Security issues and mitigations with lxc


Lxc creates lightweight 'containers' mainly using kernel support for namespaces and control groups. The namespaces can provide isolation (by not providing any name by which to reference a particular file, for instance), control groups can provide various limits (for instance refusal to access /dev/sda), and LSMs can clamp down on permissions with a mandatory access control policy. POSIX capabilities, in particular the bounding set, can be used to refuse some privileges, however this is less than ideal because most privileges are desirable when targeted to resources owned by the container. Finally, seccomp2 can refuse the container access to some kernel functionality (system calls).

However, containers will always (by design) share the same kernel as the host. Therefore, any vulnerabilities in the kernel interface, unless the container is forbidden the use of that interface (i.e. using seccomp2) can be exploited by the container to harm the host.

Considerations for 13.10

  • unprivileged creation and launch of containers further protects the host.

Considerations for 13.04

  • more advanced seccomp integration (hopefully)
  • apparmor policy stacking allows containers to use apparmor themselves even while they apparmor-confined by the host.
  • user namespaces will make root in a container a normal user on the host.
    • Host-owned files like /proc/sysrq-trigger will be owned by host root, so container root will not have ownership.

Changes for 12.10

  • rudamentary seccomp integration allows some protection of host from container abuse of untrusted system calls.
  • apparmor policy customization was made easier.

Considerations for 12.04

Below are the security considerations which were taken into account during 12.04 development, and how they were addressed:

  • for 12.04, /proc and /sys are by default only mountable under /proc and /sys
    • this is to make pathname-based restrictions on proc and sysfs files useful
  • apparmor denies use by container of specific proc files like /proc/sysrq-trigger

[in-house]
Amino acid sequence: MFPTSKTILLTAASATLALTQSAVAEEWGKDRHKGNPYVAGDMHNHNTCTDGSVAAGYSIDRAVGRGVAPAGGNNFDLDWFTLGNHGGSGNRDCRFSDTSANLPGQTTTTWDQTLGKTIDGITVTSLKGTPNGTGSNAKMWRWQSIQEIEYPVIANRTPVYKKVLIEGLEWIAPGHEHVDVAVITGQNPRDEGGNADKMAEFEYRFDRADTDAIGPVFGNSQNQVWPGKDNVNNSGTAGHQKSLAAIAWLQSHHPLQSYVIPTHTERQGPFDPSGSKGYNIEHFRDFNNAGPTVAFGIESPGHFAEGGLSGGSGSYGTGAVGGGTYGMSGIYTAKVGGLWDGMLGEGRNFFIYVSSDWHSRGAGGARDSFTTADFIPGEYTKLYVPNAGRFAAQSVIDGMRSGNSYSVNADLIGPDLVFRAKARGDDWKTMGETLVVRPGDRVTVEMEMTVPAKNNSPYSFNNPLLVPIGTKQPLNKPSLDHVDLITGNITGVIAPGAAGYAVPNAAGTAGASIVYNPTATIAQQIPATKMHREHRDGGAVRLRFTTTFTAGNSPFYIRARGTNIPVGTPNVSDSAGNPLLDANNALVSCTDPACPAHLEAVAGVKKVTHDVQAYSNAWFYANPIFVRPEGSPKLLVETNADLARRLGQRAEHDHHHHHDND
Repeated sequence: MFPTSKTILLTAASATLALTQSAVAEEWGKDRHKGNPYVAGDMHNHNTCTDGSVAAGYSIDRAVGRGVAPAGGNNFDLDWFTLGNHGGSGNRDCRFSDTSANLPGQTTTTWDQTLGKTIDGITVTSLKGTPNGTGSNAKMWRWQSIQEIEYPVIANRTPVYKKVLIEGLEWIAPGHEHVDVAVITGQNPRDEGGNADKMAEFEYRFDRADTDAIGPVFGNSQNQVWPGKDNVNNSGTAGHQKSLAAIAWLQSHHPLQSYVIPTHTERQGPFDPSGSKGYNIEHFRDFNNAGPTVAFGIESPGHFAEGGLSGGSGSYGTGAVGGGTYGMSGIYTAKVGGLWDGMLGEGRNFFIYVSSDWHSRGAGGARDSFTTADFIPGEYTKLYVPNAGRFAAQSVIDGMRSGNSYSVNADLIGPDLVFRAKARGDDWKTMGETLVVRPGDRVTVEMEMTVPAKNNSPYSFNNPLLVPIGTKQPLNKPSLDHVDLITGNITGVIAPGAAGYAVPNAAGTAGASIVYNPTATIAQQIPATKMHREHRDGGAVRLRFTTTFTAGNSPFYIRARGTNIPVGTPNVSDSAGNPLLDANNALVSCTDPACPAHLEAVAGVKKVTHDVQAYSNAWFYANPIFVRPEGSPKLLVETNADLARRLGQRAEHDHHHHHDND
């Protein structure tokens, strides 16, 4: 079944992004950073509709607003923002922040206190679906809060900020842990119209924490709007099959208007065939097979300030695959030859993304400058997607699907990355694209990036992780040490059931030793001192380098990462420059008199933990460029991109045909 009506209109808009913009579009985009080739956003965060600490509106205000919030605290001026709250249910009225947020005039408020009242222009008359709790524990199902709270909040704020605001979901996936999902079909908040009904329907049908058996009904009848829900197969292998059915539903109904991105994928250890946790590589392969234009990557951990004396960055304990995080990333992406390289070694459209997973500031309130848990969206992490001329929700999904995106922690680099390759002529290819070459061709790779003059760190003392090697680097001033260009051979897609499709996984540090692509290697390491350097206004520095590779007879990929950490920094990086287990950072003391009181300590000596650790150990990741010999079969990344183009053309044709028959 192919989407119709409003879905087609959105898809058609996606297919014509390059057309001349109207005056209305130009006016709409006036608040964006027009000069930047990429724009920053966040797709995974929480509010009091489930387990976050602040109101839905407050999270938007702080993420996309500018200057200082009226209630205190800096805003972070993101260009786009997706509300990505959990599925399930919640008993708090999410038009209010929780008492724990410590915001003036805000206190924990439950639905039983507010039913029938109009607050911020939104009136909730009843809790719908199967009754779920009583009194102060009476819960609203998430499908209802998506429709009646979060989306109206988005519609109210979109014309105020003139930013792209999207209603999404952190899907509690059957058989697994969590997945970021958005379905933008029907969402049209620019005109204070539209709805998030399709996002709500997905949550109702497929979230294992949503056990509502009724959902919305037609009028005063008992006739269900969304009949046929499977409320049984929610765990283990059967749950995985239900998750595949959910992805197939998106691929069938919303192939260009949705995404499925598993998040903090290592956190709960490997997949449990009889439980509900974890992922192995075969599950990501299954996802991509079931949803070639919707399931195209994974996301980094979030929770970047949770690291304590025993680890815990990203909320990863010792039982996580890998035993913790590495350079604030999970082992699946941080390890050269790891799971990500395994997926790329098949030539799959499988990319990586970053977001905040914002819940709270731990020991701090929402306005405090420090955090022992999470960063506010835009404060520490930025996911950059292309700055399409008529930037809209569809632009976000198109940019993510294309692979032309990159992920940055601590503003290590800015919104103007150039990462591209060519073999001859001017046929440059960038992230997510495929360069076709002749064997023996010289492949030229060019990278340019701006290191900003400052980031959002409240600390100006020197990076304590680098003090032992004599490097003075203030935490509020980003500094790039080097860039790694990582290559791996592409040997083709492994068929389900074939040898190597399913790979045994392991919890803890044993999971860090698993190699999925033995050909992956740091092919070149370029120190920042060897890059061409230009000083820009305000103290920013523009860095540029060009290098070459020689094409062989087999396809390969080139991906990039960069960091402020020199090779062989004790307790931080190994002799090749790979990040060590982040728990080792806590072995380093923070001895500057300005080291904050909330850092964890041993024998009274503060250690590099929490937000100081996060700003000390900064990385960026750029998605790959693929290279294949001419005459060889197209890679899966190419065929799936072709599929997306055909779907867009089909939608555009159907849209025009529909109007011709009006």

• Apparmor
      • Can deny access to these files by pathname
      • To prevent the container bypassing this with 'mount --move', apparmor will, for 12.04, have a new rule to enforce mount locations
      • After 12.04, rules will be added to enforce pathnames relative to a particular fstype's mount root (i.e. type=procfs sysrq-trigger)
  • reboot/shutdown system call
    • Container reboot is now specially handled in the kernel.
    • The alternative (removing CAP_SYS_BOOT from the container's capability bounding set) is a fallback.
  • Filesystems:
    • a guest can remount the host's devpts. Simply doing 'mount -t devpts devpts /dev/pts' will overlay its private (newinstance) devpts instance with the host's ('global') instance.
      • apparmor will deny devpts mounts to the container
        • the new devpts is mounted by lxc-start before init is executed
        • execution of init is what will lead to the profile which refuses devpts mounts.
    • securityfs shouldn't be mountable by a guest
    • debugfs shouldn't be mountable by a guest
    • binfmt_misc shouldn't be mountable by a guest
  • apparmor profile in container
    • For 12.04, containers run in a restricted profile
    • After 13.04, apparmor policy stacking will remove this restriction
  • container can do super block level remounting of /, which is usually shared with host and other containers.
    • Denied by both apparmor policy and by a lxc patch which keeps a file in the container's '/' pinned for write.
  • a container can do 'udevadm trigger action=add' cause a udev storm - and device resets - on the host.
    • Denied by apparmor denials of writes under /sys.


LxcSecurity (last edited 2012-11-26 19:34:51 by serge-hallyn)